Mom of Ahmaud Arbery can’t bear to watch video of ‘modern lynching’

The mother of an unarmed black man shot dead while jogging says she can’t bring herself to watch a video of his slaying — and the family is demanding answers for the “modern lynching,” according to it’s lawyer.

Wanda Cooper-Jones, whose son, Ahmaud Arbery, was shot and killed by two white men while out of a run in southern Georgia in February, said she’s still struggling to cope with his tragic and senseless death, she told ABC’s “Good Morning America” Thursday.

“I don’t think I’ll ever be in a mental state where I can actually watch the video,” Cooper-Jones said. “I had others that watched it that shared what they saw and that just was enough.”

The 28-second cell phone video, which has sparked national outrage after it was made public this week, Arbery, 25, is seen crossing a road in Brunswick near a pickup truck on Feb. 23. Two white men in the truck attempt to block his path, and one of the men gets out of the truck.

Arbery is seen grappling over a shotgun with a man in the street when the shots ring out. Arbery staggers several feet and falls down, mortally wounded.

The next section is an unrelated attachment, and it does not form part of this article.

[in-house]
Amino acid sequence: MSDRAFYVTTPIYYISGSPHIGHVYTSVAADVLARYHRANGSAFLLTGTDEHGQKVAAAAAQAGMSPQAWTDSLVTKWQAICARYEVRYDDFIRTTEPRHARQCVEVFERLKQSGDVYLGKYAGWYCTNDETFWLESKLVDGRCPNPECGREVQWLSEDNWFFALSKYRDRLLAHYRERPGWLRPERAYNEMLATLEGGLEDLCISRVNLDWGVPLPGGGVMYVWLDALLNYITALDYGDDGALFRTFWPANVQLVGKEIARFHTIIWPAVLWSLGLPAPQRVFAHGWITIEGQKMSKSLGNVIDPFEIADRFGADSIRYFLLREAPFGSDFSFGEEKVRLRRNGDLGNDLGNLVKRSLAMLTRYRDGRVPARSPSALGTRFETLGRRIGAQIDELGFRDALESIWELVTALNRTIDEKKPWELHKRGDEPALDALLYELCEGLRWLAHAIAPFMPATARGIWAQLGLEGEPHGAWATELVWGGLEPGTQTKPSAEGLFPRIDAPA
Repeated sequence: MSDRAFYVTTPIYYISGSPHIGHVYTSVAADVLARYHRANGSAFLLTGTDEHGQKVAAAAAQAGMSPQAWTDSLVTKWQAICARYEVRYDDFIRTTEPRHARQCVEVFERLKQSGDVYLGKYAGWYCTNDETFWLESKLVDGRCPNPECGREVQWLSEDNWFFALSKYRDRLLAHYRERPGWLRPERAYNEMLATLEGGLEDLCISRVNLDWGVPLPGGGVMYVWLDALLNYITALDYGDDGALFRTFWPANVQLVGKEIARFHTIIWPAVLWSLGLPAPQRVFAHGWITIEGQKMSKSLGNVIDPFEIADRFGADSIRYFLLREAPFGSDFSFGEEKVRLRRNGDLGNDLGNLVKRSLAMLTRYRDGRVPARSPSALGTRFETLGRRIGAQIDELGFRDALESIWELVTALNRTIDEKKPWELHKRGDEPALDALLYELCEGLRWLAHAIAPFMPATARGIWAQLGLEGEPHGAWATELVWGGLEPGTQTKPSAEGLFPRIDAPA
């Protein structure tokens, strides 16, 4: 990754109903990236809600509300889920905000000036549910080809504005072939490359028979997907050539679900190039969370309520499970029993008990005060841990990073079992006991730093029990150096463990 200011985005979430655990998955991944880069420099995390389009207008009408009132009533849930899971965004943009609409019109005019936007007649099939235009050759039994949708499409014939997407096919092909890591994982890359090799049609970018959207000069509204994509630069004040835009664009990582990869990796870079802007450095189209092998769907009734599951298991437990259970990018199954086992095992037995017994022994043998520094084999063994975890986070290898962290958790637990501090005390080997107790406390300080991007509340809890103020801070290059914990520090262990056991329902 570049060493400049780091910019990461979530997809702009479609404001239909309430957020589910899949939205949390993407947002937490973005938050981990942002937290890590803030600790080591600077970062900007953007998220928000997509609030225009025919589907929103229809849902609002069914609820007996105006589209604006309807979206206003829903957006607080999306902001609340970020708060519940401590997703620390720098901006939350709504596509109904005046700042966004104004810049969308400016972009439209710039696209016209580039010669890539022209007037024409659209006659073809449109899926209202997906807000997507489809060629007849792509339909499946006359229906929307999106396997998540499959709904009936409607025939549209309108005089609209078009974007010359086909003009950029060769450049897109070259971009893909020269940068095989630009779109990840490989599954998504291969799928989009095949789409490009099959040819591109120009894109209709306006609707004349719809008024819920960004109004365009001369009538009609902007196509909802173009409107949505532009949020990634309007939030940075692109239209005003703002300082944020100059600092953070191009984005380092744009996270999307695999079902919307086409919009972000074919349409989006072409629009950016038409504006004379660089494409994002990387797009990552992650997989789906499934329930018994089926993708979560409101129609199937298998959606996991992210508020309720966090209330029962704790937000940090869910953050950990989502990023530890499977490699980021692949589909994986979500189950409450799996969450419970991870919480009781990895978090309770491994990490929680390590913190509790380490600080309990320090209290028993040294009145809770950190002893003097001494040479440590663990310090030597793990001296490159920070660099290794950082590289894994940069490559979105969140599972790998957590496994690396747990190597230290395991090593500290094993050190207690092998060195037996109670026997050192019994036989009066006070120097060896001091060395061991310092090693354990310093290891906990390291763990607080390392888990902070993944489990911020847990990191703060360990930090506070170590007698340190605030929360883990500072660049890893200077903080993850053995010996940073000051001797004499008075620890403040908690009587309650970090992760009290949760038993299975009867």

The two men in the truck, Gregory McMichael and his son, Travis, told police they believed Arbery was a burglar. Neither has been charged.

Cooper-Jones said she believes there’s been no action by authorities because Gregory McMichael, 64, is a recently retired investigator for the local district attorney’s office.

“I think that they don’t feel like he was wrong because he was one of them,” she said on the show. “I’m managing, it’s really hard. It’s really been hard.”

Attorneys for the McMichael’s did not return ABC’s calls for comment.

But S. Lee Merritt, an attorney for Abery’s family who has called the killing a “modern lynching,” want both men arrested.

“Prosecutors will need a grand jury in order to formally indict these men, but that has nothing to do with actually going out and arresting the men seen on camera murdering a 25-year-old unarmed black man,” Merritt told Good Morning America.

“The prosecutors actually have the option, if they so chose to, to (go) directly (to) indictment and skip the entire grand jury process,” he said. “It’s something that happens all the time in our legal system, and this would certainly be an appropriate moment.”

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